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Advances in Dermatology and Allergology/Postępy Dermatologii i Alergologii
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vol. 35
Letter to the Editor

A desensitization protocol for delayed allergy to cytarabine: analysis of two cases

Marcello Albanesi, Paola Carluccio, Andrea Nico, Lucia Giliberti, Danilo Di Bona, Maria Filomena Caiaffa, Giorgina Specchia, Luigi Macchia

Adv Dermatol Allergol 2018; XXXV (2): 222–224
Online publish date: 2018/04/24
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The chemotherapeutic agent cytarabine represents an effective treatment for acute myeloid leukemia and lymphomas. Cytarabine is a pyrimidine nucleoside that induces DNA damage in the S phase of the cell cycle. Moreover, cytarabine inhibits DNA and RNA polymerases as well as nucleotide reductase. Thereby, rapidly cycling cells are the most affected. Due to its strong biological effects on a variety of cells and tissues, important adverse reactions might occur during treatment with cytarabine, such as myelosuppression, gastrointestinal disorders, neurotoxicity, hepatitis and an immediate infusion reaction, known as “cytarabine syndrome”. This latter clinical entity is dose-dependent and includes fever, diaphoresis, myalgia and skin eruptions [1].
Although cases of hypersensitivity reactions to chemotherapeutic agents have been observed, allergy to cytarabine is uncommon and only sporadic reports exist [2]. Particularly, no delayed hypersensitivity reactions have been described in adults, so far.
Here, we report 2 cases of adult patients with delayed hypersensitivity to cytarabine that resolved successfully after desensitization.
Case 1: A 66-year-old woman was diagnosed with acute myeloid leukemia in March 2012 and started a cytarabine treatment (160 mg/day, for 3 days), with no adverse effects. Likewise, in April and May 2012, two further cytarabine courses were well tolerated. However, in June 2012, she developed a severe cutaneous rash with intensively itchy and partially eroded erythematous maculae, widespread to the trunk and the extremities, 3 days after the treatment (Figure 1 A). Of note, the patient presented a marked eosinophilia (4730 cells/µl) and developed a sterile dental abscess after the cytarabine administration course, in the absence of any dental diseases prior to the therapy.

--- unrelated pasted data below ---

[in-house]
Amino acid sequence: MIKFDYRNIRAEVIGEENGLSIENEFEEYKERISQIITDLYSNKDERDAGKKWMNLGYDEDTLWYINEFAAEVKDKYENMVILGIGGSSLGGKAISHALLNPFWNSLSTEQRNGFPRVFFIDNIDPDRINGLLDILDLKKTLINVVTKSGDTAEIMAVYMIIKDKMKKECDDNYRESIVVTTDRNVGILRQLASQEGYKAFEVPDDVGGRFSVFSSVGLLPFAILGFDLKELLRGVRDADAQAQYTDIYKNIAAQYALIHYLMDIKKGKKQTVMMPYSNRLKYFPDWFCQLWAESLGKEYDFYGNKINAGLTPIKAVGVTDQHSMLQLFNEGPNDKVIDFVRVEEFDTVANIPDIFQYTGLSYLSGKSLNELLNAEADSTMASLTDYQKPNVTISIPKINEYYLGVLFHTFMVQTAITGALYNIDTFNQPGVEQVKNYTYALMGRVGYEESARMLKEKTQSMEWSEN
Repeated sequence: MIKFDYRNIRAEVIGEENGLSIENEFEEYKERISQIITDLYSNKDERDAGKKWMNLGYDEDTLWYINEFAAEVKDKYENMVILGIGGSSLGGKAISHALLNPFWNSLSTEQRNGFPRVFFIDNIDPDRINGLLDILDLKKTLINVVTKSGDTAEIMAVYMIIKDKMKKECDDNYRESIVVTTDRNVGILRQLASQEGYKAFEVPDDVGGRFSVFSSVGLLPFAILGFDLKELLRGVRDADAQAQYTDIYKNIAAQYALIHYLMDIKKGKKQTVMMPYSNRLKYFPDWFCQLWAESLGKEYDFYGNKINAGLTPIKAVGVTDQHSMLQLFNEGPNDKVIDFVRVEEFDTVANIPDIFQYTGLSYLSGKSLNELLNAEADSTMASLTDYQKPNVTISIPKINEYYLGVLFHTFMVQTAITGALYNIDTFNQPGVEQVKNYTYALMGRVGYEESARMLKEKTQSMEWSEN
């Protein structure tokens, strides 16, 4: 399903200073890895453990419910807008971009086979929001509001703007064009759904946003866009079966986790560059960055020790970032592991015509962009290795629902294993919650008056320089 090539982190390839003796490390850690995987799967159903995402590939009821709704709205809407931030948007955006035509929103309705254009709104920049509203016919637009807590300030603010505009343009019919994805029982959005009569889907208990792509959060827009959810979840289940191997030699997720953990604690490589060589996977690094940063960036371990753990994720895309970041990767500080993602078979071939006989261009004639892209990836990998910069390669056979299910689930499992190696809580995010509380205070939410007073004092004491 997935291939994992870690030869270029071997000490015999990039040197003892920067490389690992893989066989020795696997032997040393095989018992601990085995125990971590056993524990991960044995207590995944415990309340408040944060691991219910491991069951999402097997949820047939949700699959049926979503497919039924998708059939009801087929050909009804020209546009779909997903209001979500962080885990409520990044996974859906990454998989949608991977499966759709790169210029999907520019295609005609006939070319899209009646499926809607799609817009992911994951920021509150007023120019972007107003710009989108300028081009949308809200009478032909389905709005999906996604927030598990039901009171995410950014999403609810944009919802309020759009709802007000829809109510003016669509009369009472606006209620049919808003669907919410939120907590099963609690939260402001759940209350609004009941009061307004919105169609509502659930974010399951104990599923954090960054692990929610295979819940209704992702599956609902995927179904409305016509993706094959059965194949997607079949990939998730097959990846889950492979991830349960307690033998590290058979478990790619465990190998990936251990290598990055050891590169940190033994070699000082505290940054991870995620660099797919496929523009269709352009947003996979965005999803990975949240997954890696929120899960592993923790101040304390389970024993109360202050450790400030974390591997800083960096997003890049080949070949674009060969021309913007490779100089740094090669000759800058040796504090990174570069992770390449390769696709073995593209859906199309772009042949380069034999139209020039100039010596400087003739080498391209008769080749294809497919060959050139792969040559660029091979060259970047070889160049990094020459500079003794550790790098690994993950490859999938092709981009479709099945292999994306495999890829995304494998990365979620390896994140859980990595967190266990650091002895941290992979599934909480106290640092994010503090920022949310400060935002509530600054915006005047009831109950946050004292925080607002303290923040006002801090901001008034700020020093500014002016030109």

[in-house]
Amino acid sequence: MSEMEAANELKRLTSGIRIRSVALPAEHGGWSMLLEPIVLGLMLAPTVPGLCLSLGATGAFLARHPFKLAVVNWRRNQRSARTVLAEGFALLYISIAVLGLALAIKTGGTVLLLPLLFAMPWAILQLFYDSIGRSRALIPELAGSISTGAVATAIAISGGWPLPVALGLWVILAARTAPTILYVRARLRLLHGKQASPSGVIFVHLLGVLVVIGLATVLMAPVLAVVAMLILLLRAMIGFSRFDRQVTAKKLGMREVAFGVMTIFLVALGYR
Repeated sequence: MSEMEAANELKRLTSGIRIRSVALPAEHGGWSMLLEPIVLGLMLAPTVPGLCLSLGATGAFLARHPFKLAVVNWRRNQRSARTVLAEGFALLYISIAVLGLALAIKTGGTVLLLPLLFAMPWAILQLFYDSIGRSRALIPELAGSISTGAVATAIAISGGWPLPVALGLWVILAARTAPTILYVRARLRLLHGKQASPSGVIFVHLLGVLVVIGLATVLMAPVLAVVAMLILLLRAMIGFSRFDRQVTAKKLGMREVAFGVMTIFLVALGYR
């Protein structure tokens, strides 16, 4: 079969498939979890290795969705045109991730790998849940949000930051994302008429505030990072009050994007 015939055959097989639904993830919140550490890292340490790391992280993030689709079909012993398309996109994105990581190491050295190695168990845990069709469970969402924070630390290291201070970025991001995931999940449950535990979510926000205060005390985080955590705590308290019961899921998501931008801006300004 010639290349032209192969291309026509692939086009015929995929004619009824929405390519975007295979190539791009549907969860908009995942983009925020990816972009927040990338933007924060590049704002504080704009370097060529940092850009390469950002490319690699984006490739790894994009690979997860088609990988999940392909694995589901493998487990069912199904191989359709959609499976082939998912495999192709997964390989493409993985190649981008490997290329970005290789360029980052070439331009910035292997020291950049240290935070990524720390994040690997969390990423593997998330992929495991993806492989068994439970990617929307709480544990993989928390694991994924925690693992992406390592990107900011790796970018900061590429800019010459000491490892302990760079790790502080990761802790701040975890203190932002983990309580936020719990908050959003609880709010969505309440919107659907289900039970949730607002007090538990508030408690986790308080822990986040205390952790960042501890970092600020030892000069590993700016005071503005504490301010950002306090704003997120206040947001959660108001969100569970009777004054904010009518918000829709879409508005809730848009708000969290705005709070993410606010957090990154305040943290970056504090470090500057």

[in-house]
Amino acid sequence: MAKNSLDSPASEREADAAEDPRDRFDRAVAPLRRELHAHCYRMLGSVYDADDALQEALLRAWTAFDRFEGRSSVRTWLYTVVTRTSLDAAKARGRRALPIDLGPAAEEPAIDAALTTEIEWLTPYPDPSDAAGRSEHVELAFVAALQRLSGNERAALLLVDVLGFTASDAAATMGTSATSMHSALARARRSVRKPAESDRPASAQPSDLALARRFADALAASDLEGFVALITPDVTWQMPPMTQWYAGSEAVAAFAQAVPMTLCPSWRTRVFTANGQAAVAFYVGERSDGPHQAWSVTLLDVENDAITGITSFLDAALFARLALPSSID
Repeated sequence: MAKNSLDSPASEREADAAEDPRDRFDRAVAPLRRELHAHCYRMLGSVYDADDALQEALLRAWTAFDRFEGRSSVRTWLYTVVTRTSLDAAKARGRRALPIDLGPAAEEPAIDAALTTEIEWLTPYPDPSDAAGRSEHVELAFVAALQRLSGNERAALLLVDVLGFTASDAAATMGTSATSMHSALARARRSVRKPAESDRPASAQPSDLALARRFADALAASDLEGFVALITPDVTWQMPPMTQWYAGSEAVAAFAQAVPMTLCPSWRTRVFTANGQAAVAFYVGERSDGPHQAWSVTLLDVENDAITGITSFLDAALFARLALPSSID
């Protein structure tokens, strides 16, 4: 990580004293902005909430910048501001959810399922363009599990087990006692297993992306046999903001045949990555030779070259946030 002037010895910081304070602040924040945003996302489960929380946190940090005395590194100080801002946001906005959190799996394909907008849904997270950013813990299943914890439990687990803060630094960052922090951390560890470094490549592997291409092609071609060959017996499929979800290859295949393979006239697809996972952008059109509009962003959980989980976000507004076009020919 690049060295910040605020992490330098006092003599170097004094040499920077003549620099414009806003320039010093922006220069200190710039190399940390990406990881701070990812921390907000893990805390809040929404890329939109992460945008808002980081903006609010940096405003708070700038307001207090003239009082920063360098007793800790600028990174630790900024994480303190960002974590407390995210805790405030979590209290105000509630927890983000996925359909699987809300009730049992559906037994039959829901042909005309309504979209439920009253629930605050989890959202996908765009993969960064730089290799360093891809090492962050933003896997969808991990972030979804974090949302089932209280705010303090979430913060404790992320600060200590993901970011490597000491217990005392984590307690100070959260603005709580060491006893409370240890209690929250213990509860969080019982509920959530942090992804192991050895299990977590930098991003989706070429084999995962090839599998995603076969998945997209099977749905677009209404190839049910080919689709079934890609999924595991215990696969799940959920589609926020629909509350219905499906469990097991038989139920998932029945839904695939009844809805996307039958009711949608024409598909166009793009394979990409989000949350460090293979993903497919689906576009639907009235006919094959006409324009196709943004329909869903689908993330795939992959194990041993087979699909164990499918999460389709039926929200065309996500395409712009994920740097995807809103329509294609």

In order to exclude a possible cytarabine syndrome, a second cycle of treatment with reduced dosage was performed (80 mg/day, for 3 days). However, the patient developed the same symptoms, with similar time of onset as above (including the same sterile dental abscess), suggesting that the adverse reaction was immunologic in nature and delayed in presentation.
After 15 days, we performed skin tests, with two distinct techniques: skin prick testing and intradermal testing. The patient was first subjected to skin prick testing, using a 20 mg/ml cytarabine solution and, successively, to intradermal tests with 4 different 10-fold concentrations (0.02, 0.2, 2 and 20 mg/ml). Both skin testing procedures proved negative. Neither patch tests (the patient declined) nor any in vitro tests were performed. Lymphocyte proliferation test (LPT) was not yet established.
Thus, based on the clinical symptoms, the time of onset of the adverse reaction, the lack of dependency on the dose administered and the negative results of the skin tests, the patient was diagnosed with delayed hypersensitivity to cytarabine (clinically). Importantly, the eosinophilia at the time of diagnosis and the finding of the recurrent sterile dental abscess concomitant with cytarabine treatment rendered the adverse reaction compatible with a possible drug reaction with eosinophilia and systemic symptom (DRESS), according to RegiSCAR scoring system [3].